> music. There were also a succession of passers-by peering in the
> window as the band played. Given what a crazy idea this appearance
> seemed, it worked amazingly well. And when you think of it, the
> average person who might pop in to HMV on their lunch break would
> probably be no more nonplussed by Jandek than most obscure /
> underground racket makers, and there was no Rite of Spring type riot.
> That night's show was in the Black Box, quite a large hall with a
> fairly big stage and (finally!) a decent choice of ales at the bar,
> and the turnout was the best of the tour at around forty payers.
> Christina's set was bluesier and more harrowing than the previous two.
> The Jandek set started with martial drums and more pulsing bass (and
> less slide tonight), and the most distorted guitar tone I've heard
> from Jandek. As you already know from that hilariously pompous review,
> the lyric was "Last exit to Belfast". The drumming was more repetitive
> and rhythmic than before. The players seemed to be locked into their
> own grooves which would flow in and out of sync with each other. There
> was a nice shift from 4/4 to 3/4 and back at one point. At about the
> halfway point of the set, the music became spare and disjointed, with
> lots of angular call-and-response between the players, with everyone
> mostly landing on different beats. It had quite a tense feel because
> for a while the music seemed about to come to an abrupt end but
> someone would always answer the last phrase. However it got going
> again, but and it did end definitively and satisfyingly, with a full
> stop that neatly recalled the jerky mid-section.
> The venue in Derry was Sandino's, with the stage at the end of a long
> upstairs room full of kitsch furniture and posters for foreign movies
> that nobody I spoke to had heard of. There was actually a large
> ballroom and stage behind the area that was used but it would have
> been excessive in this case. Christina really went for it vocally this
> time, and her set seemed like the culmination of the gradual
> development over her performances. There was some electrical hum in
> the PA that actually worked quite atmospherically with her guitar.
> The Jandek trio were seated for this one. They started off tentatively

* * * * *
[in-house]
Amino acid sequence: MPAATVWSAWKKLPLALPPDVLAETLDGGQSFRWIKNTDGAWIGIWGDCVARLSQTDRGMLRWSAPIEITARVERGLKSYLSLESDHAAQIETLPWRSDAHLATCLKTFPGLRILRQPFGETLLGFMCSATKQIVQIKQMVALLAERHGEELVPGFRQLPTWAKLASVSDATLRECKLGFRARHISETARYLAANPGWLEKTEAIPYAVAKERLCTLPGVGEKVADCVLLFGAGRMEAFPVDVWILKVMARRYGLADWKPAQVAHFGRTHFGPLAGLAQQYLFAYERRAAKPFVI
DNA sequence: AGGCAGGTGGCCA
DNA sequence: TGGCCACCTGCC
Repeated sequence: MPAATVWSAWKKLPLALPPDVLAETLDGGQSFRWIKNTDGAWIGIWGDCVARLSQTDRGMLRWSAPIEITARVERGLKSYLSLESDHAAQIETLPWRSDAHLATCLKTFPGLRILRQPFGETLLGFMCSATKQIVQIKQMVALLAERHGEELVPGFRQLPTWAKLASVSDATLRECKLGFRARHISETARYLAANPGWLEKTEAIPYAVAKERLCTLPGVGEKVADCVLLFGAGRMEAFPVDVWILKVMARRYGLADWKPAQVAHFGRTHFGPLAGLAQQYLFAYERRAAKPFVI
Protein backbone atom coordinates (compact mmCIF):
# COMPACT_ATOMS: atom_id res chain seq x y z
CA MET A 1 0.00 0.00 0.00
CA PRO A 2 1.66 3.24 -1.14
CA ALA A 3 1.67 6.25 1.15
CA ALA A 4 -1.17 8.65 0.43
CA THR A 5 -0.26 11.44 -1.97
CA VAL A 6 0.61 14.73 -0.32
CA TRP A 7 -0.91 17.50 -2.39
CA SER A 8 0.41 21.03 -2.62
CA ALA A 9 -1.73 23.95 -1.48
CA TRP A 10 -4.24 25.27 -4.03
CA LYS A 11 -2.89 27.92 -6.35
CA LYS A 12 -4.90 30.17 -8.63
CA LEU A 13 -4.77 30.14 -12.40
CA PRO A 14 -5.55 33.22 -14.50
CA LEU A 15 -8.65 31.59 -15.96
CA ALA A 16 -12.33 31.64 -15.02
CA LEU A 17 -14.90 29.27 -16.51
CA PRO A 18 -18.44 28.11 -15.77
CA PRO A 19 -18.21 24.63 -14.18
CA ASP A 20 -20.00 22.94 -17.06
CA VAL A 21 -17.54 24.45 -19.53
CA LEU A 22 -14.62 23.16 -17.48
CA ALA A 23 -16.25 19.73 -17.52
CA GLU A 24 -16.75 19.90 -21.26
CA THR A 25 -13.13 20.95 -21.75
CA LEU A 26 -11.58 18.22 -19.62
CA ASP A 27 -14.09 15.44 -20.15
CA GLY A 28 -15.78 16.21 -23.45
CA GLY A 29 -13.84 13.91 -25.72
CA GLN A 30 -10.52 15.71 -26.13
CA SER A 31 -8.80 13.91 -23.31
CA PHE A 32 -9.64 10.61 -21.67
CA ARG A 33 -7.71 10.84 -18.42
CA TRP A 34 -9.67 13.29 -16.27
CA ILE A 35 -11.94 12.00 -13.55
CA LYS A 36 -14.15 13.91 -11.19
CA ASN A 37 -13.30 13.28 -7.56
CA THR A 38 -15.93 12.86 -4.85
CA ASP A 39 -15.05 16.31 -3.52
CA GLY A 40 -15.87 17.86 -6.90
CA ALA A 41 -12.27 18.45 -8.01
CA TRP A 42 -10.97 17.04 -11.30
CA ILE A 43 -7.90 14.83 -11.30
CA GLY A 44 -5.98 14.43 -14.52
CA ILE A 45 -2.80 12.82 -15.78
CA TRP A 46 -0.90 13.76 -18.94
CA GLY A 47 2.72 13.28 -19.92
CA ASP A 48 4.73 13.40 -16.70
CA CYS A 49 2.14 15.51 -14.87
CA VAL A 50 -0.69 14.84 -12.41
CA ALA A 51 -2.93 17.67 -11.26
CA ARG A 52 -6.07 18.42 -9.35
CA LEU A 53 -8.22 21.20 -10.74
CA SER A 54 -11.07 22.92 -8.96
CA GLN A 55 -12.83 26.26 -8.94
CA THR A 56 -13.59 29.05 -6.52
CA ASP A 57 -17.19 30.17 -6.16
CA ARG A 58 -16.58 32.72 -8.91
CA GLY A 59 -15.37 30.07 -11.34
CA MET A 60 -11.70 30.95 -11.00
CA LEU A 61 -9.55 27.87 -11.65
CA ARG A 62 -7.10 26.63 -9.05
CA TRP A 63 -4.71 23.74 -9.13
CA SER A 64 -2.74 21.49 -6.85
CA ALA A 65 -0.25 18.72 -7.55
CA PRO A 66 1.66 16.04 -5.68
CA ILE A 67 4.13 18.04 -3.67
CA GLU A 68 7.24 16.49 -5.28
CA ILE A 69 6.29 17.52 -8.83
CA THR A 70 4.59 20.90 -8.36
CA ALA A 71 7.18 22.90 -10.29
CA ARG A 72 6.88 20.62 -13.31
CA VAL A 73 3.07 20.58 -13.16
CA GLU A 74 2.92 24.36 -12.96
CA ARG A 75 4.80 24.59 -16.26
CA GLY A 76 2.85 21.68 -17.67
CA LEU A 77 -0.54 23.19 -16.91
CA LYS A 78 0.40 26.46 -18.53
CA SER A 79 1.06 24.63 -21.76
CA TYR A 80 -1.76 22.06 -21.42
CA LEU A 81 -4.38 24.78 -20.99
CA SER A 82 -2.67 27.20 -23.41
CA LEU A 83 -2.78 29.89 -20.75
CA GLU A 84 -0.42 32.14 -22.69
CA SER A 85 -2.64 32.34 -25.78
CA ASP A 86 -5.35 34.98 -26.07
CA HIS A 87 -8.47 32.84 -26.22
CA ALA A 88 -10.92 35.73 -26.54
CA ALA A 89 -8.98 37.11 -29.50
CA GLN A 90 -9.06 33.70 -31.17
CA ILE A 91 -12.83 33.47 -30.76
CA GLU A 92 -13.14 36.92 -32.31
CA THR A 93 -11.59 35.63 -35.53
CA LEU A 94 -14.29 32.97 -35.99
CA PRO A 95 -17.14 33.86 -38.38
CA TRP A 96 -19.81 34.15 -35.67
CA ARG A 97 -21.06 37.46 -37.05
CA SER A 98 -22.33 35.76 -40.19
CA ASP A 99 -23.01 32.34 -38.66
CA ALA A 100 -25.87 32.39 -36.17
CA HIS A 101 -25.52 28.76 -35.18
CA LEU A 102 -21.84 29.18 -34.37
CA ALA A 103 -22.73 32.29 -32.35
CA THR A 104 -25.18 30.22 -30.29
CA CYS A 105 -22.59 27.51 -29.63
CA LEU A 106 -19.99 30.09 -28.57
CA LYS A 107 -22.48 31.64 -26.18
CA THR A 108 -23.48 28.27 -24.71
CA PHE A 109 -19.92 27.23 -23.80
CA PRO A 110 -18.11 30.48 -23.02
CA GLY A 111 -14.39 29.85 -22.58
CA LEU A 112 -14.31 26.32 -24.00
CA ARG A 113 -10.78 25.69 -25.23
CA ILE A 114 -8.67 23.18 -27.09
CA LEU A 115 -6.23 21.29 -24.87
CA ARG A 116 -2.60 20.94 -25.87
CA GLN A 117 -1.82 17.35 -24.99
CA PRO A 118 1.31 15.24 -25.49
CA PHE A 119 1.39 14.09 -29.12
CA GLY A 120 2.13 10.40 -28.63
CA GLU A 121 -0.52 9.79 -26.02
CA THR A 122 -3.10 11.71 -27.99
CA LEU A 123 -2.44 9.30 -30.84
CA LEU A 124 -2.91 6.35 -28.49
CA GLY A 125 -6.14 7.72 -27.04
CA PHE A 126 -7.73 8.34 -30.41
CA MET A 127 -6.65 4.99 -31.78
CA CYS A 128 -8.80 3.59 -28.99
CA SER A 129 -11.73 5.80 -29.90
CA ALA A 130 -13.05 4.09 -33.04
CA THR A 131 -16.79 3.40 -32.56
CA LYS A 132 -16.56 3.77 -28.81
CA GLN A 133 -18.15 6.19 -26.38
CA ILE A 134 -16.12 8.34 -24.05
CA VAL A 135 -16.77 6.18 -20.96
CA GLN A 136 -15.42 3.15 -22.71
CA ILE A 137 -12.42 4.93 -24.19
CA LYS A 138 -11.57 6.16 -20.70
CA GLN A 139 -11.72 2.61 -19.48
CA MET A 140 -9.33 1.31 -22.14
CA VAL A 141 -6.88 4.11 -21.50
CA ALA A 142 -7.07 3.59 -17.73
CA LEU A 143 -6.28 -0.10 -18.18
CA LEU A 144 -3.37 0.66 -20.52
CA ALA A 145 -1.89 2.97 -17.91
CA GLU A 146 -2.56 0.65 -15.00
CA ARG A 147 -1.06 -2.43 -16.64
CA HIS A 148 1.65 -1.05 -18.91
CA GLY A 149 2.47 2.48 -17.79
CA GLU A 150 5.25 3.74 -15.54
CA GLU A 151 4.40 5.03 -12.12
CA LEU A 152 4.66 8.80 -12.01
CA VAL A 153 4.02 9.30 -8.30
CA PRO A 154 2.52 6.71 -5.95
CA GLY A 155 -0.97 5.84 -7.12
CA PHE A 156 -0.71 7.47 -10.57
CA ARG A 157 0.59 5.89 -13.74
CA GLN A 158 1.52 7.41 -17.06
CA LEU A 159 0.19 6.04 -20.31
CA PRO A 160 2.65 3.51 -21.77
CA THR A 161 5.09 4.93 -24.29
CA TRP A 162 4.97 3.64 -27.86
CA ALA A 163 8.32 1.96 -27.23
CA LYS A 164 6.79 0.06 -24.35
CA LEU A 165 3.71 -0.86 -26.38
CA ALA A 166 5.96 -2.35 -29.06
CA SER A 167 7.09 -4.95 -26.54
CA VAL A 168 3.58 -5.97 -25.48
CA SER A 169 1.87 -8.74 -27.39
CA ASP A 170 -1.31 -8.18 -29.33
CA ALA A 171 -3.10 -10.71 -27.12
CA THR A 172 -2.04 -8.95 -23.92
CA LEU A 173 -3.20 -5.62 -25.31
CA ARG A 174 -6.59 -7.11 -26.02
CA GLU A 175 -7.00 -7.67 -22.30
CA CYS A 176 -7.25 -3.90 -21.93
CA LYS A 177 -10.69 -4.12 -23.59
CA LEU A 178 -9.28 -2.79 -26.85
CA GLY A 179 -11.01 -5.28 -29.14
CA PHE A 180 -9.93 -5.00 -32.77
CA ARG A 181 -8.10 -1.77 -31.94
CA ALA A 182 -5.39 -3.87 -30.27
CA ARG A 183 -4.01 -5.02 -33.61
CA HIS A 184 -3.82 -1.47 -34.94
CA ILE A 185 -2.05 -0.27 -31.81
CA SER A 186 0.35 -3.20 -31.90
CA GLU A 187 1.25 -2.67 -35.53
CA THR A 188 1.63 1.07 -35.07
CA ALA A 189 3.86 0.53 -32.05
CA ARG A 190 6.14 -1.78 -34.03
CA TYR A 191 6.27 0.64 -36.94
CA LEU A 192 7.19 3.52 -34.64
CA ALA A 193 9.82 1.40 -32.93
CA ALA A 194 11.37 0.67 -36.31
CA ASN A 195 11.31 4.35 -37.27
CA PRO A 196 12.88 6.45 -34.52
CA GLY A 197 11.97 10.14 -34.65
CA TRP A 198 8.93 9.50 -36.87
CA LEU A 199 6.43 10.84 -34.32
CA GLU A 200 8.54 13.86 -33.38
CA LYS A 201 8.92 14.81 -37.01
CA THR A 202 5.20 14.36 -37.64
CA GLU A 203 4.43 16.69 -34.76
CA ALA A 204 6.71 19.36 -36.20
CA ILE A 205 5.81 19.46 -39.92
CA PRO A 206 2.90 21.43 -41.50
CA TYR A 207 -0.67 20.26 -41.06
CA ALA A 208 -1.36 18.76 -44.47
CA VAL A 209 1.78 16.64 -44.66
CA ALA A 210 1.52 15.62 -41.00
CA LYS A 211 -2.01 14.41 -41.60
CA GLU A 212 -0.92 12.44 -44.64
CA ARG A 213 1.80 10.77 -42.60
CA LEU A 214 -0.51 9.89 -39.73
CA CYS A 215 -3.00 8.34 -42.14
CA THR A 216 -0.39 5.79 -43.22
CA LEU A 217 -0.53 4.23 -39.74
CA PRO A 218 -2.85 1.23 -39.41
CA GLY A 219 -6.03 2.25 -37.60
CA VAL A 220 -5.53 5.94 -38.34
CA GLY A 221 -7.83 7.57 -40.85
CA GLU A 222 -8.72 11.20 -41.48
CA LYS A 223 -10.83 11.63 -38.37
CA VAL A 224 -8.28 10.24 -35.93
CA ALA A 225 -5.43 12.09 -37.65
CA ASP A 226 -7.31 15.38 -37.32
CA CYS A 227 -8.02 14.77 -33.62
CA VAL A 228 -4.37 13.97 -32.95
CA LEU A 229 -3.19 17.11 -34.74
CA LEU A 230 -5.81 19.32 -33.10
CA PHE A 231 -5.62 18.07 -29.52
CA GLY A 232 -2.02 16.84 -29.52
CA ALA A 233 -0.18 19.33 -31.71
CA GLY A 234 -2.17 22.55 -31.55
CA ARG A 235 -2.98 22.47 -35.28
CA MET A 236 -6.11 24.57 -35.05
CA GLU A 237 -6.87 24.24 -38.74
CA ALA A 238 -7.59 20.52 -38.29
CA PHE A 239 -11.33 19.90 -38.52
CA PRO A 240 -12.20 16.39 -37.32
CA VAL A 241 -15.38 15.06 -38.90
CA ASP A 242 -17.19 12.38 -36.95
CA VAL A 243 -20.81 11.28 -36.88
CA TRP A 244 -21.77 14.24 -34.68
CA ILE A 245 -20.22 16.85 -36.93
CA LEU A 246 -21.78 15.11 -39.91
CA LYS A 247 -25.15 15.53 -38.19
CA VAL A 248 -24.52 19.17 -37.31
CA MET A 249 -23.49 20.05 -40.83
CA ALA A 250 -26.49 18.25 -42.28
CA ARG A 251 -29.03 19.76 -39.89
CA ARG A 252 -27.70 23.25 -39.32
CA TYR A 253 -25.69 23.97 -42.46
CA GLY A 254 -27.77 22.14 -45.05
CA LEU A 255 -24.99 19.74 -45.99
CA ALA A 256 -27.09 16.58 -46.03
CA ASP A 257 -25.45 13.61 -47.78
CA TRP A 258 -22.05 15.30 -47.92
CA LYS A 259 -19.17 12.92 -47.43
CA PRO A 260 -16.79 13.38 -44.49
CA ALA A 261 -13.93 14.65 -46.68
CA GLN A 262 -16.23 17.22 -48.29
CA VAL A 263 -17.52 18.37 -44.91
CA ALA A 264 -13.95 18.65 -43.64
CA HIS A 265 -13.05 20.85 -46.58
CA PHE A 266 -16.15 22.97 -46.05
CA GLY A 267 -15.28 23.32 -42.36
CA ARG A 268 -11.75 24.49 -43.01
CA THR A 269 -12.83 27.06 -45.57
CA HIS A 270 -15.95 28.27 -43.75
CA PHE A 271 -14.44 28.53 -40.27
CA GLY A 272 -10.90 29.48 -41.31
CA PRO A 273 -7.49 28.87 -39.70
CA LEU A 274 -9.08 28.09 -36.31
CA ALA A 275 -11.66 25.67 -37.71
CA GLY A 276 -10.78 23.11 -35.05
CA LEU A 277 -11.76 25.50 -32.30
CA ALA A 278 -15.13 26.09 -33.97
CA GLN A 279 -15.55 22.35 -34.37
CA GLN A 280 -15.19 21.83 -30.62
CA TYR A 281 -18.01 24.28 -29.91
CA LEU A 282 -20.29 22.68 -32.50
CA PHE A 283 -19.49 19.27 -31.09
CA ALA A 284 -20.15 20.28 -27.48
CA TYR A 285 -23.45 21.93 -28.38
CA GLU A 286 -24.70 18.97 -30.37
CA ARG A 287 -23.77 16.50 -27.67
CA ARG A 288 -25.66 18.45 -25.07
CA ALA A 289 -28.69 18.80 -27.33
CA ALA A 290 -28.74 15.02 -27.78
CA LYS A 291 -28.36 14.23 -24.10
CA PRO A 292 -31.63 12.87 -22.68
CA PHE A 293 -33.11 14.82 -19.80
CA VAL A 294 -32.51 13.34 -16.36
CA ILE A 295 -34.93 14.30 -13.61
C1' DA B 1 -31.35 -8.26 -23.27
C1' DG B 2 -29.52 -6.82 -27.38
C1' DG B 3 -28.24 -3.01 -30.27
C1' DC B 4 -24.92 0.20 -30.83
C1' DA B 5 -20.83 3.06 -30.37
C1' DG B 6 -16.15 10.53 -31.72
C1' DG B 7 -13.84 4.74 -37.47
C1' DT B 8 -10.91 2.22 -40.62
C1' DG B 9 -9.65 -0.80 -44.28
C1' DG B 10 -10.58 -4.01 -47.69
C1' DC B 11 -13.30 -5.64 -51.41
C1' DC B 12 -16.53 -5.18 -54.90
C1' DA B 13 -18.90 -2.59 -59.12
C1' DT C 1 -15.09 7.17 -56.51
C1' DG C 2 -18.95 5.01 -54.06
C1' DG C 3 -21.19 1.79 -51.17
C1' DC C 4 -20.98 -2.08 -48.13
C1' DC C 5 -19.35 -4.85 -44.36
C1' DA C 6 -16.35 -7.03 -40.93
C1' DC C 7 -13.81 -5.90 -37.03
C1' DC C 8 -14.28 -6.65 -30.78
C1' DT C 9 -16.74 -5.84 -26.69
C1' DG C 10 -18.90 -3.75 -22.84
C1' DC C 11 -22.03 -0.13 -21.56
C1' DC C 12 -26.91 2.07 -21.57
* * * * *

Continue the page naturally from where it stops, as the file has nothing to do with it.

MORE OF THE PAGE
> but within a couple of minutes, got into something really solid and it
> remained so for the rest of the set. The lyric was "I'm afraid I don't
> know, I'm useless", which sounded to me like a snippet of overheard
> Irish self-deprecation, taken as a confession of worthlessness. It was
> sung a lot more than any of the other lyrics, and to greater effect,
> the phrase deconstructed and mulled over in a way that justified the
> one-line approach. David's drumming even occasionally strayed into
> fairly straightforward time-keeping. I think I actually heard him
> improve and become more assured as a drummer over the course of the
> tour! The guitar was distorted, with a lot of slide used. For me it
> was the most successful set after the instore, I found it highly
> satisfying and could have easily listened to another hour or so of it.
> There was a very minor scuffle at the back of the room in the latter
> half of the set, when a drunken young idiot who continued to talk
> loudly and continuously after being asked to refrain from doing so was
> pushed off his stool. It might seem drastic but he was really asking
> for it, and his assailant did something most of us must have
> fantasized about in similar situations, and the loud guy was
> eventually thrown out. The two were brought together to shake hands
> later, and though the fellow who did the pushing apologized profusely,
> the loud guy continued being an obnoxious dick and had to be ejected
> yet again. This is what happens when you leave the galleries and play
> in the pubs! Luckily none of this was noticeable to the performers at
> the time.
> Taken together, the five Jandek sets were cut from the same cloth, as
> if making up a vast five-hour cycle. This rhythm section took a more
> dominant role than usual leading to what must be the wildest and most
> brutal Jandek music to date. It was really something to see five
> Jandek sets (and four Christina Carter sets) in four days. The idea of
> this tour may have seemed crazy, and it was never going to make
> financial sense, but the promoters, James Ryder and James Clarke
> (along with Iain Gray and soundmen for all but Derry, Bernard and
> Andy), managed to make the seemingly impossible (or at least the
> highly improbable) a reality, and it felt like an heroic venture,
> bringing the music to the people, whether they wanted it or not!